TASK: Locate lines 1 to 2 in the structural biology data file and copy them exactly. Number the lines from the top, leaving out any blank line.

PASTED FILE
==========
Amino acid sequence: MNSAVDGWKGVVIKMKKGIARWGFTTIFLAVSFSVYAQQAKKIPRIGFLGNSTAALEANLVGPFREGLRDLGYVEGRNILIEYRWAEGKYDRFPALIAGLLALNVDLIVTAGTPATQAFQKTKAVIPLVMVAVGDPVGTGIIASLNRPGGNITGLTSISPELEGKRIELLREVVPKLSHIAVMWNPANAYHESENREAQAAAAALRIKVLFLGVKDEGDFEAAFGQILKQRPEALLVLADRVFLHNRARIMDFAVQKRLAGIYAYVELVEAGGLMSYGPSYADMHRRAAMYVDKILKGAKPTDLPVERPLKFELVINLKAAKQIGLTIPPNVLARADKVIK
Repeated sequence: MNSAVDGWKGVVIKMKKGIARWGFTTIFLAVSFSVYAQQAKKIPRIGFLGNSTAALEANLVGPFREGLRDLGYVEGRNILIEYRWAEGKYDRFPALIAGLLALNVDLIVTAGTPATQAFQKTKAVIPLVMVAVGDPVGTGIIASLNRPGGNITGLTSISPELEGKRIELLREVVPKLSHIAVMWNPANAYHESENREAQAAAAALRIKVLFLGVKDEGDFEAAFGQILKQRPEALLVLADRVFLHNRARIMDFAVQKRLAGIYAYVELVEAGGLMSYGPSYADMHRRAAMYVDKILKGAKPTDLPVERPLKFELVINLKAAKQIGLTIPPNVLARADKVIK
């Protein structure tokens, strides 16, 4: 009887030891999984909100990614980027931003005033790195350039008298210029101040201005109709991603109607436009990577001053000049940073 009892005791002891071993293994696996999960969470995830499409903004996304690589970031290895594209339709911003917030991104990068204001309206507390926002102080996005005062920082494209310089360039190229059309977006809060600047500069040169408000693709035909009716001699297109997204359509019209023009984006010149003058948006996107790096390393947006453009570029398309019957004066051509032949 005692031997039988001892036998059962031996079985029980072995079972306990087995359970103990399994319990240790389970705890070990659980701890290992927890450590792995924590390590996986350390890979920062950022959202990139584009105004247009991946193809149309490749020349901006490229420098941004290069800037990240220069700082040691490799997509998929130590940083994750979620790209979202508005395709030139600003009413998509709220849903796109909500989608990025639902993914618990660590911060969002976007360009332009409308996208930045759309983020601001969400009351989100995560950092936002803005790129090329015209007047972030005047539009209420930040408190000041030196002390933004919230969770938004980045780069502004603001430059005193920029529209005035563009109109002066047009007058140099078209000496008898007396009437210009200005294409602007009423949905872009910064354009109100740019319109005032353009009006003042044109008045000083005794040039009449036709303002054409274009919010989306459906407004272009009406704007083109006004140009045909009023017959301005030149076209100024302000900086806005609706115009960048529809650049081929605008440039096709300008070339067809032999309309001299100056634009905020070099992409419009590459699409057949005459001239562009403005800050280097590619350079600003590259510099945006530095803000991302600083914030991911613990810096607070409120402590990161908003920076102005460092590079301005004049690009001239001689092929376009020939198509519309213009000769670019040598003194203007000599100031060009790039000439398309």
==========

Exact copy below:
Amino acid sequence: MNSAVDGWKGVVIKMKKGIARWGFTTIFLAVSFSVYAQQAKKIPRIGFLGNSTAALEANLVGPFREGLRDLGYVEGRNILIEYRWAEGKYDRFPALIAGLLALNVDLIVTAGTPATQAFQKTKAVIPLVMVAVGDPVGTGIIASLNRPGGNITGLTSISPELEGKRIELLREVVPKLSHIAVMWNPANAYHESENREAQAAAAALRIKVLFLGVKDEGDFEAAFGQILKQRPEALLVLADRVFLHNRARIMDFAVQKRLAGIYAYVELVEAGGLMSYGPSYADMHRRAAMYVDKILKGAKPTDLPVERPLKFELVINLKAAKQIGLTIPPNVLARADKVIK
Repeated sequence: MNSAVDGWKGVVIKMKKGIARWGFTTIFLAVSFSVYAQQAKKIPRIGFLGNSTAALEANLVGPFREGLRDLGYVEGRNILIEYRWAEGKYDRFPALIAGLLALNVDLIVTAGTPATQAFQKTKAVIPLVMVAVGDPVGTGIIASLNRPGGNITGLTSISPELEGKRIELLREVVPKLSHIAVMWNPANAYHESENREAQAAAAALRIKVLFLGVKDEGDFEAAFGQILKQRPEALLVLADRVFLHNRARIMDFAVQKRLAGIYAYVELVEAGGLMSYGPSYADMHRRAAMYVDKILKGAKPTDLPVERPLKFELVINLKAAKQIGLTIPPNVLARADKVIK